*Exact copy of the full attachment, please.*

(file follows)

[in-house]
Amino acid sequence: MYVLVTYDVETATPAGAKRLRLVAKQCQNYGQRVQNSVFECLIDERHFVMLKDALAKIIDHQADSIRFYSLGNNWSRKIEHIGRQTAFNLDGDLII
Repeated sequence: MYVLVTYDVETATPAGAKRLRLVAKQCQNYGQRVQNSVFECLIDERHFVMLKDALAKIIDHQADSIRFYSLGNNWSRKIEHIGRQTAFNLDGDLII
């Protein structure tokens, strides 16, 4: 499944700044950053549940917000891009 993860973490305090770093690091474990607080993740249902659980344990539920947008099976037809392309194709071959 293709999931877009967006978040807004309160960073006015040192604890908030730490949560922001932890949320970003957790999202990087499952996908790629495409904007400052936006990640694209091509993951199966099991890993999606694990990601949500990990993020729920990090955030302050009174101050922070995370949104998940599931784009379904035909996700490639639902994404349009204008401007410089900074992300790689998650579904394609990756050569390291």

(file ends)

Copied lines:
[in-house]
Amino acid sequence: MYVLVTYDVETATPAGAKRLRLVAKQCQNYGQRVQNSVFECLIDERHFVMLKDALAKIIDHQADSIRFYSLGNNWSRKIEHIGRQTAFNLDGDLII
Repeated sequence: MYVLVTYDVETATPAGAKRLRLVAKQCQNYGQRVQNSVFECLIDERHFVMLKDALAKIIDHQADSIRFYSLGNNWSRKIEHIGRQTAFNLDGDLII
């Protein structure tokens, strides 16, 4: 499944700044950053549940917000891009 993860973490305090770093690091474990607080993740249902659980344990539920947008099976037809392309194709071959 293709999931877009967006978040807004309160960073006015040192604890908030730490949560922001932890949320970003957790999202990087499952996908790629495409904007400052936006990640694209091509993951199966099991890993999606694990990601949500990990993020729920990090955030302050009174101050922070995370949104998940599931784009379904035909996700490639639902994404349009204008401007410089900074992300790689998650579904394609990756050569390291």